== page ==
This section of the FAQ addresses issues that routinely come up while installing programs and packages upon which Horde and its components depend. This is not a step-by-step guide to installing any of the components. In other words, you'll still need to read the installation instructions (usually in docs/INSTALL) of the prerequisite packages you need to install.
[Horde 3.x]: Yes.
[Horde 4.x]: No.
Please read the excellent installation manual on the PHP website.
[Horde 3.x/4.x]: At a minimum, Horde 3.x/4.x and its applications require gettext support in PHP. Horde will not run without gettext support in php. In addition, if you wish to have the messages translated, then you will require working gettext support in the operating system and the desired locales installed for the languages you want to support. Some operating system specific notes follow.
Debian Linux: You can configure the locale support with the command dpkg-reconfigure locales.
(In the rare case that the above command returns an error about locales not being installed, you should use the command apt-get install locales to install and configure the locales).
RedHat Linux: You will need the RPMS gettext and php-gettext installed.
With RedHat 8.0 and above, if your only getting English no matter what language you select, try re-installing glibc-common. You can do this with a command such as: rpm -Uhv --force glibc-common-2.2.93-5.i386.rpm
Slackware Linux: Make sure you have the glibc-i18n package installed. Make sure in /etc/apache/php.ini you set register_argc_argv = On (it's Off by default) and that you enable the gettext extension by setting adding or uncommenting extension=gettext.so also (also not enabled by default).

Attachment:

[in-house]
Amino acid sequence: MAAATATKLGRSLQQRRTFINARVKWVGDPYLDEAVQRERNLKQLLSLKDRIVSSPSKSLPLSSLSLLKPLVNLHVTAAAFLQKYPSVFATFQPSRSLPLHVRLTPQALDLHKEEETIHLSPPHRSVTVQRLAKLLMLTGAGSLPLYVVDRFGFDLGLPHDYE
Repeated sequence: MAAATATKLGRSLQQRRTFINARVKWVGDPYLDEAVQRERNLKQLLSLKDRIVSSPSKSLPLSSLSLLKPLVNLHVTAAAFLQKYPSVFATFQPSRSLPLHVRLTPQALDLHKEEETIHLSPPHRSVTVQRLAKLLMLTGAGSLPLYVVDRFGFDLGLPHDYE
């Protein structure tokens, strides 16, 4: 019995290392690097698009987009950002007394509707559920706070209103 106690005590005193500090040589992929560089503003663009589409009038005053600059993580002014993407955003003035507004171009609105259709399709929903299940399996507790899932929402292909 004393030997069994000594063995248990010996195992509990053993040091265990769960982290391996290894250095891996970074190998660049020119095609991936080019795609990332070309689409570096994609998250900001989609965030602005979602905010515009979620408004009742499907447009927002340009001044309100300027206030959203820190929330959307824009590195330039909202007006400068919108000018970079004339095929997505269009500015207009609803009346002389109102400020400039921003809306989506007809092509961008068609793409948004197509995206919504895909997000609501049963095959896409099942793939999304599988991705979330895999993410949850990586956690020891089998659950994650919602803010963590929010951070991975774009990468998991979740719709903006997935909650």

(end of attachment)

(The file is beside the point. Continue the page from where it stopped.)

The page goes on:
SuSE Linux: Make sure you have the glibc-locale and php5-gettext packages installed. You can install them via the yast configuration tool.
Solaris: On Solaris 7, you must have installed the Partial Locales (SUNWploc) and Supplementary Partial Locales (SUNWploc1) packages. On Solaris 8, you must install the local packages required for the locales you desire (for example, you may need to install SUNWweuos for Western European locales or SUNWmeaos for Middle Eastern locales). Horde assumes that the Sun Solaris gettext implementation is in place. If you have installed the GNU gettext instead or in addition, you may have problems. In particular you must make sure that your web server software and php software are linked to the same version of gettext (e.g. libintl.so). See the file horde/docs/TRANSLATIONS) for more information.